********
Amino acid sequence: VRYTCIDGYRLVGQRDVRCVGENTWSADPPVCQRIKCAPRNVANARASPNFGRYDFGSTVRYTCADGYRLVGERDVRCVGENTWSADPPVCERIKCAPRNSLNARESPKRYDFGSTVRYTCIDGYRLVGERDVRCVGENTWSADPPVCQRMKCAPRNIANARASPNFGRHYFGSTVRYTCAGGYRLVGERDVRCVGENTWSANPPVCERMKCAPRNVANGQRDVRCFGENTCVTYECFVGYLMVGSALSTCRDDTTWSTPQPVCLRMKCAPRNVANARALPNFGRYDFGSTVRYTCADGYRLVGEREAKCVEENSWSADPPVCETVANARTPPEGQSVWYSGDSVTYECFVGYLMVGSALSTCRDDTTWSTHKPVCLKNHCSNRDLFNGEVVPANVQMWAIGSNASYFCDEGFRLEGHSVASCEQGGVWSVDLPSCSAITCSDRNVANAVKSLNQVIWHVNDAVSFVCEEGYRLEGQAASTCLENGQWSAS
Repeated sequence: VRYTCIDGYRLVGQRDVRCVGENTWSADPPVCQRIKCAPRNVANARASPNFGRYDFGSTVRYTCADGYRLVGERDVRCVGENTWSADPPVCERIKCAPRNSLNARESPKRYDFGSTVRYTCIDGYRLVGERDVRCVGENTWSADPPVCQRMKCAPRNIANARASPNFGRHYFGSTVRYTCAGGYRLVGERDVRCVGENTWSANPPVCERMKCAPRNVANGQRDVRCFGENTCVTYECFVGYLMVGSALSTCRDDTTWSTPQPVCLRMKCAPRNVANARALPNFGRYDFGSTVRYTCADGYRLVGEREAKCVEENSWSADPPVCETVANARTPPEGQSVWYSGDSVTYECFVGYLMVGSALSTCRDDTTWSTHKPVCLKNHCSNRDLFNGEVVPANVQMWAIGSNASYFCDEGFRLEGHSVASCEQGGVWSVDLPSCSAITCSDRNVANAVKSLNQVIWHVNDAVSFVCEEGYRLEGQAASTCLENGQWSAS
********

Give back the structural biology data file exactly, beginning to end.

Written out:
Amino acid sequence: VRYTCIDGYRLVGQRDVRCVGENTWSADPPVCQRIKCAPRNVANARASPNFGRYDFGSTVRYTCADGYRLVGERDVRCVGENTWSADPPVCERIKCAPRNSLNARESPKRYDFGSTVRYTCIDGYRLVGERDVRCVGENTWSADPPVCQRMKCAPRNIANARASPNFGRHYFGSTVRYTCAGGYRLVGERDVRCVGENTWSANPPVCERMKCAPRNVANGQRDVRCFGENTCVTYECFVGYLMVGSALSTCRDDTTWSTPQPVCLRMKCAPRNVANARALPNFGRYDFGSTVRYTCADGYRLVGEREAKCVEENSWSADPPVCETVANARTPPEGQSVWYSGDSVTYECFVGYLMVGSALSTCRDDTTWSTHKPVCLKNHCSNRDLFNGEVVPANVQMWAIGSNASYFCDEGFRLEGHSVASCEQGGVWSVDLPSCSAITCSDRNVANAVKSLNQVIWHVNDAVSFVCEEGYRLEGQAASTCLENGQWSAS
Repeated sequence: VRYTCIDGYRLVGQRDVRCVGENTWSADPPVCQRIKCAPRNVANARASPNFGRYDFGSTVRYTCADGYRLVGERDVRCVGENTWSADPPVCERIKCAPRNSLNARESPKRYDFGSTVRYTCIDGYRLVGERDVRCVGENTWSADPPVCQRMKCAPRNIANARASPNFGRHYFGSTVRYTCAGGYRLVGERDVRCVGENTWSANPPVCERMKCAPRNVANGQRDVRCFGENTCVTYECFVGYLMVGSALSTCRDDTTWSTPQPVCLRMKCAPRNVANARALPNFGRYDFGSTVRYTCADGYRLVGEREAKCVEENSWSADPPVCETVANARTPPEGQSVWYSGDSVTYECFVGYLMVGSALSTCRDDTTWSTHKPVCLKNHCSNRDLFNGEVVPANVQMWAIGSNASYFCDEGFRLEGHSVASCEQGGVWSVDLPSCSAITCSDRNVANAVKSLNQVIWHVNDAVSFVCEEGYRLEGQAASTCLENGQWSAS